Last December, in the International Journal of Medical Principles and Practices, Beaton, Freeman and Humphris report that it’s “not just previous, negative dental experiences that can cause subsequent (dental fear and anxiety) but also other traumatic experiences far removed from the dental surgery.” Sexual assault victims were more likely to report high dental anxiety compared to participants who had not experienced sexual assault.
To effectively manage and treat the fearful patient, dental students and dentists “should learn what the signs of a fearful patient are and how they can recognize anxiety by the patient’s body language, or the use of a simple questionnaire,” O’Shea et. al. suggest in an article from Social Science & Medicine titled “Dental Anxiety: Assessment, Reduction, and Increasing Patient Satisfaction.” Nicole Dayrit, Tufts ’15, administers to her patients a brief survey that explores their past dental treatment. “I try to find out if they’ve had any adverse reactions or if they have any concerns about seeing the dentist,” she says. For Nicole, expressing concern about the patient and validating her response helps “make the patient feel like she’s being accepted,” which can help ease her fears and improve the treatment experience.
Dr. Milgrom says the more information practitioners have about a patient’s experiences, treatment outcomes improve. He suggests that dental students and dentists should ask their patients direct questions like, “Is there anything that bothers you about receiving this kind of treatment?”
“Your response to the patient’s answer should be ‘I’m really glad you told me that,’” he says. It demonstrates empathy and caring for the patient. Although this approach may be obvious from the practitioner viewpoint, to the fearful patient it may not be apparent.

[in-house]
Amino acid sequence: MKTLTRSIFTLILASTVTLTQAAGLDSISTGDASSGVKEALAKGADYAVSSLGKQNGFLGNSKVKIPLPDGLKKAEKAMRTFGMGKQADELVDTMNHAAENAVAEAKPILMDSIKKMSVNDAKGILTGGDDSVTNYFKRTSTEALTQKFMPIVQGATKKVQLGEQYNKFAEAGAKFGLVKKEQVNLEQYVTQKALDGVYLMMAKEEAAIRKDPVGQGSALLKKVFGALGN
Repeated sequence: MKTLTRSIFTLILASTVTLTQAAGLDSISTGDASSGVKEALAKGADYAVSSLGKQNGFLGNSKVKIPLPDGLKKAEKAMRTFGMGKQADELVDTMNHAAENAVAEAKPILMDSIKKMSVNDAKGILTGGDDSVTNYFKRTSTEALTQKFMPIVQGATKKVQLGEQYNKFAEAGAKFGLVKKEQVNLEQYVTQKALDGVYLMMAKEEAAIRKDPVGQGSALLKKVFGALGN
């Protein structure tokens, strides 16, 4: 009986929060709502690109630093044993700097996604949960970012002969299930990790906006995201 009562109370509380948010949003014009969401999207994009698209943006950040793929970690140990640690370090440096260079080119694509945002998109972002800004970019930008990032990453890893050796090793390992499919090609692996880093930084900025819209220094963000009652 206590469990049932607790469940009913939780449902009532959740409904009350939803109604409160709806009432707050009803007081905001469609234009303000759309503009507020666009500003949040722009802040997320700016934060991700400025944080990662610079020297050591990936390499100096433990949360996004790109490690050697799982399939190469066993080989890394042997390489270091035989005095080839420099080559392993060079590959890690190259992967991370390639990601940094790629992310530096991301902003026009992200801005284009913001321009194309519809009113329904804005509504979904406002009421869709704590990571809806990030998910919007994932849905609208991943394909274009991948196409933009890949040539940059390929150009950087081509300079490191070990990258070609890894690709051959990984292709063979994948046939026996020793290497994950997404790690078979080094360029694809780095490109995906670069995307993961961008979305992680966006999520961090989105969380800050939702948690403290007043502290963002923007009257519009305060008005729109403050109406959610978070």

Corah found that practitioners who portrayed empathy, friendliness and a calm, competent image to the patient improved patient satisfaction. The author also reported “the most important behavior associated with anxiety reduction was the dentist’s explicit promise to prevent pain. Other dentist behaviors – friendliness, being calm, giving moral support – were seen as providing an appropriate behavioral context in support of the pledge to prevent pain.”
Dr. Milgrom suggests that effective methods for managing the patient should include:
- Explaining what the patient will feel and for how long.
- Frequently asking the patient for permission to continue.
- Using hand signals to denote “permission to proceed.”
Dayrit says that by offering her patient a step-by step explanation of each procedure, allowing frequent breaks and repeatedly “checking in” with her, has helped her to successfully manage many of her fearful patients. Mutual understanding and communication are vital to a healthy dental student-patient interaction, she says.
“I’ve had patients come out and say, ‘I hate the dentist.’ I say, ‘That’s okay, it’s not the first time I’ve heard that. I won’t bite, I assure you.’ Sometimes it takes a little while to get them to relax and trust me so I can work on them.”
~Clayton Luz, freelance writer